By Jack Petree
Two small Washington State firms, Greenleaf Forest Products in Whatcom County and Harts Lake Pioneer Lumber in Pierce County, stand out as examples of the new directions innovative young business owners are exploring as they shape their part of the future forest products industry.
In Whatcom County, Simon Petree, the owner of Greenleaf Forest Products, mills specialty lumber, millwork, slabs, and other products from “waste” logs recovered from sources as diverse as city parks, construction sites, farmlands, and the “stump forests” left behind when the original forests of Western Washington were logged more than 100 years ago.
In Pierce County, Katie Wilcox works with her dad, J. T. Wilcox, to further the family-owned Wilcox Family Farms’ commitment to sustainability in their own forest. Wilcox takes blow downs, diseased trees, and trees removed to accommodate farm buildings and mills them into slabs and lumber for use on the farm, for sale, and to support Katie’s steadily growing business designing and building unique furniture, flooring, and specialty products.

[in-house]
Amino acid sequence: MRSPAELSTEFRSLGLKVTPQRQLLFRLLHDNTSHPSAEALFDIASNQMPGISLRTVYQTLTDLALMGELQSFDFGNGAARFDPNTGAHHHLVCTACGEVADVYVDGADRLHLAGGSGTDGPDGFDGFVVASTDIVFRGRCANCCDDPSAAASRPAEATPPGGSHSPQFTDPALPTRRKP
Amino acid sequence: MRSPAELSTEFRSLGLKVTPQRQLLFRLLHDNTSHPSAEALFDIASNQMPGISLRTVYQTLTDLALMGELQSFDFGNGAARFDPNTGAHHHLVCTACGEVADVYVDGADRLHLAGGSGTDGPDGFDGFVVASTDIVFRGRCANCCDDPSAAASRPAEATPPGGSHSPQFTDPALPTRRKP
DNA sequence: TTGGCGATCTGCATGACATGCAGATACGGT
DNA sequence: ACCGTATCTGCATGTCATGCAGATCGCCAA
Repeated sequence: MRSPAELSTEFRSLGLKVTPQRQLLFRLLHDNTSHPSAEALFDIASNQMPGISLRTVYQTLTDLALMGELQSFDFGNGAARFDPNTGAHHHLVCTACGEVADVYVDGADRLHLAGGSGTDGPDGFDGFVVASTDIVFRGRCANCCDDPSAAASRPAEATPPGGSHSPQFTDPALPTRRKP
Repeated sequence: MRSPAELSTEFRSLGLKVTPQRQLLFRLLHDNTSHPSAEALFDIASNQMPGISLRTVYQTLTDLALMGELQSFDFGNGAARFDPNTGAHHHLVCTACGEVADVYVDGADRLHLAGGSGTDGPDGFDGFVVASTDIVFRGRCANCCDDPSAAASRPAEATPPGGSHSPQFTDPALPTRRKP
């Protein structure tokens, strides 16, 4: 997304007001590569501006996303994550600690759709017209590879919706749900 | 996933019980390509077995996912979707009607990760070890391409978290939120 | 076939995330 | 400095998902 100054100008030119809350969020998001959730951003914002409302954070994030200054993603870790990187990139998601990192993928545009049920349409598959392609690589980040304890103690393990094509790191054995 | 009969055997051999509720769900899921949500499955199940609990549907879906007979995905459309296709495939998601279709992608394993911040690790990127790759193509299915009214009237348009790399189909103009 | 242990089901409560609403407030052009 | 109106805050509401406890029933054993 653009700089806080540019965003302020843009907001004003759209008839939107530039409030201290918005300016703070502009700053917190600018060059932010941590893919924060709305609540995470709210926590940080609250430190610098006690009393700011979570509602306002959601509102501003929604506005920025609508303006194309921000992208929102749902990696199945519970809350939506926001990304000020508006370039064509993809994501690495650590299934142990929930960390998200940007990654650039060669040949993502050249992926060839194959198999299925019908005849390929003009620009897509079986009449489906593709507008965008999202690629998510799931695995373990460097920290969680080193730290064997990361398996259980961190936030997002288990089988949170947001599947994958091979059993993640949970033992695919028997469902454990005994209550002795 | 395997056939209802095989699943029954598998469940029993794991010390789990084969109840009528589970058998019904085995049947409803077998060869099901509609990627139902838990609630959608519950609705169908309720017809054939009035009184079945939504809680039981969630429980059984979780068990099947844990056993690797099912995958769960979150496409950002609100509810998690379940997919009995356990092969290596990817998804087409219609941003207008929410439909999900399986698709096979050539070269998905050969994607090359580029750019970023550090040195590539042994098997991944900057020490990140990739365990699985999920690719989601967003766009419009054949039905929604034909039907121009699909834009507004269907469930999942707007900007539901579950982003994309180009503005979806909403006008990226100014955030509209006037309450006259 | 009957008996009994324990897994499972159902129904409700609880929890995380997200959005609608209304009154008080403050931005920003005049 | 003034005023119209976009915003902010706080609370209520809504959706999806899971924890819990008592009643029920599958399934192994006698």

A New Direction
One commonality of Greenleaf Forest Products and Harts Lake Pioneer Lumber is the focus each places on the recovery, use, and reuse, of wood that, in generations past, would have been left in the forest to rot, be turned into firewood, or even shipped off to the landfill to be buried.
A second commonality is that both businesses are made possible by the development in recent decades of portable sawmills, mills designed to allow one or two people to manufacture significant quantities of quality lumber in a variety of specialty sizes each day. These portable mills often cost less than the pickups used to tow the mills from site to site.
The relatively low cost of ownership has allowed thousands of entry-level entrepreneurs easy entrée into a rapidly expanding marketplace for locally produced specialty wood products manufactured with a minimal environmental footprint. Industry sources indicate as many as 100,000 portable sawmill businesses have been established in the United States in the last 20+ years. Even if operated at just 10 to 20 percent capacity, those mills would account for about four to eight billion board feet of specialty lumber each year.